Go beyond the beach at these inclusive coastal destinations
For LGBTQ+ travelers, finding a welcoming place is the first step in planning a getaway that’s both adventurous and fun.
The sun is hot, the vibe is cool, and it’s time to head to the beach. But, like many travelers, we seek more than soft sand and piña coladas. For us, a vacation destination should be welcoming, respectful, protective, and inclusive.
As queer globetrotters in our 40s, who have visited 50 countries across seven continents, we are constantly seeking new adventures and experiences beyond the usual hot spots. As co-authors of a forthcoming National Geographic guide for LGBTQ+ travelers, we look for destinations that embrace diversity and nourish community.
Having experienced moments where we feel limited by where and how we can travel, we believe that queer travelers—and all travelers for that matter—should have opportunities to go together and as they are. The goal of our research is to share our favorite inclusive destinations and encourage others to seek memorable experiences around the world.
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Here are eight coastal destinations—beaches, islands, and adventure sites in North America and the Caribbean—that offer a little something for every kind of traveler. Explore culture and history, take a hike, ride a bike, and more, and then end the day with your feet in the sand.
Mendocino County, California
Only about 150 miles north of San Francisco, this corner of California wine country—known for cliffside trails, stunning beaches, and redwood trees—has long been a welcoming region.
Mendocino Headlands State Park offers 350 acres of ocean bluffs, beaches, and wetlands along Big River. Don’t miss Fort Bragg’s famous glass beach, where you might be able to find a treasure in the form of refuse glass that has been smoothed over time and washed up on shore as colorful sea glass.
If you’re interested in towering redwoods, take the Skunk Train, less than a mile from Glass Beach, which has been operating since 1885. You’ll journey across trestle bridges and through tranquil meadows. Then you can unwind at the lesbian-owned Penny Royal Farms and Vineyards, a minimum-waste establishment with 23 acres of vineyards, cheese-making lessons, and a farmstead where every sheep has a name.
An early adopter of equal rights legislation, Connecticut passed a 1991 gay-rights bill that prohibited discrimination based on sexual orientation in housing, employment, and credit—making it one of America’s most LGBTQ+-welcoming states.
The town of Mystic has a sparkling coastline that’s home to a seaport and aquarium, one of the Northeast’s largest organizations that rescues, rehabilitates, and releases sick or injured animals since 1975.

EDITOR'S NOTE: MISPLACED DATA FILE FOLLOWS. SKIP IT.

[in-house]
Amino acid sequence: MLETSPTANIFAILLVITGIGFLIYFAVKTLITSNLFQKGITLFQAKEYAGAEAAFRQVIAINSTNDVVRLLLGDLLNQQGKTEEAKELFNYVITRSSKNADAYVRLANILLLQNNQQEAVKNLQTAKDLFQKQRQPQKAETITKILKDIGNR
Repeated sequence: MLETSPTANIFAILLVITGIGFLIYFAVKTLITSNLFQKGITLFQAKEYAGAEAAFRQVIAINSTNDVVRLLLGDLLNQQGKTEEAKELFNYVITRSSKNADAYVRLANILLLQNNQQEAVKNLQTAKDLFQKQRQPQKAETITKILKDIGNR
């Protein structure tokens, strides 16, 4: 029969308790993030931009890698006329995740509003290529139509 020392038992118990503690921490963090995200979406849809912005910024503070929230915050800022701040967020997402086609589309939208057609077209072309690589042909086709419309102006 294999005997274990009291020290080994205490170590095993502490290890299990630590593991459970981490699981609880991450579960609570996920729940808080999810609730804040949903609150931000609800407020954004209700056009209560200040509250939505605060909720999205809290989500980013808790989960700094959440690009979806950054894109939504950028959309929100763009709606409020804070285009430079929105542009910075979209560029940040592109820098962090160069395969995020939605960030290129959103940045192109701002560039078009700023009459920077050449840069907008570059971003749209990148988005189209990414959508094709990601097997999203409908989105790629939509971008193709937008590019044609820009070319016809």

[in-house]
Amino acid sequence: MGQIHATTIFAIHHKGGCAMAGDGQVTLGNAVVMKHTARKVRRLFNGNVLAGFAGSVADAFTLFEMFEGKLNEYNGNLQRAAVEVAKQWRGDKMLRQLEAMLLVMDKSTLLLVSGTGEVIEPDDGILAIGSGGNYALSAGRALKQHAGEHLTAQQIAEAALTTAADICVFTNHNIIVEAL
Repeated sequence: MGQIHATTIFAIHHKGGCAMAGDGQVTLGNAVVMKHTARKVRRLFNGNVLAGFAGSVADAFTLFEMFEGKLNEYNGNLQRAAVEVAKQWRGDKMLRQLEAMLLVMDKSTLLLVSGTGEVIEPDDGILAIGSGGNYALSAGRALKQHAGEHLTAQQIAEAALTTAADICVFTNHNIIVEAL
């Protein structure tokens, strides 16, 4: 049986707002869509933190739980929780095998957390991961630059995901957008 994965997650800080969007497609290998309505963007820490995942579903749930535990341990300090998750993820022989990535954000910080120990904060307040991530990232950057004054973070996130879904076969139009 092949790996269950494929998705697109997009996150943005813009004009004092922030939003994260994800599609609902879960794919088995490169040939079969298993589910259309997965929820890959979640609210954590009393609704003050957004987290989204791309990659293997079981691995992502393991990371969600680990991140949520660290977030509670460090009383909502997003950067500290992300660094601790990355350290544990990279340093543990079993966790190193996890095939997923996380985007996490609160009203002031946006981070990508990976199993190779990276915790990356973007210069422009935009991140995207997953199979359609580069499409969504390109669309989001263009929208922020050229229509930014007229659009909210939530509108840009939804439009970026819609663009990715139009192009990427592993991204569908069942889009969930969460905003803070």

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A 10-minute ride away, Bank Square Books has a good selection of queer titles. Just 30 minutes farther up the coast, Stonington Point is a small beach at the tip of a peninsula with astounding views of the sunset over the water. From it, you can visit the Old Lighthouse Museum, built in 1840, the first lighthouse museum in the U.S.
For additional outdoor fun, visit Pequot Woods Park, a 140-acre woodlands area for hiking and wildlife viewing. Or go to Tree Trail Adventures for scenic ziplining. For a charming overnight stay, check into the historic, lesbian-owned Mermaid Inn of Mystic, a Victorian home with Italianate architecture, in the heart of downtown.
San Juan Islands, Washington
Whether layered with thin ribbons of fog or shining blue, the gorgeous skies over the San Juan Islands are only matched by what you’ll find below: wooded parks with deep green Douglas firs and over 300 miles of low-lying coastline and charming seaside villages that feel untouched by time.
With an all-are-welcome vibe, it’s no wonder Seattleites love hopping flights or ferries to hike, bike, swim, and boat. Lopez Island has rolling farmlands and gentle topography that’s prime for cyclists. Each spring, Tour de Lopez offers a non-competitive cycling adventure through the bucolic landscape.
On Orcas Island, Moran State Park has more than 5,000 acres of terrain for biking, camping, hiking, swimming, and non-motorized boating. A four-hour trek to the summit of the 2,399-foot Mount Constitution, the islands’ highest point, offers a chance to see bald eagles and explore a stone observation tower constructed by the Civilian Conservation Corps in 1936. Here, you’ll find breathtaking panoramic views of Mount Baker, the North Cascades, and the glistening waters of the San Juan archipelago.
On San Juan Island, Friday Harbor is a cozy nook for shopping and dining, and Lime Kiln Point State Park is one of the world’s best places to spot orcas. Look for them swimming near shore or take a whale watching tour.
Nova Scotia, Canada
With Canada’s largest population of trans and non-binary people, Nova Scotia is a welcoming place for LGBTQ+ travelers. The province has a wide array of attractions for artists, nature, and history lovers.
The 100 Wild Islands, the largest coastal island wilderness area in Nova Scotia, is worth the visit, with 7,000 acres of gorgeous wilderness including coves of bright blue water, white sandy beaches, rainforests, and diverse wildlife.
In Halifax, the Bus Stop Theatre provides a space for artists—BIPOC female, trans and non-binary included—to showcase their work. Nearby New Brunswick’s Bay of Fundy is home to the world’s highest and lowest tides, best viewed from Hopewell Rocks.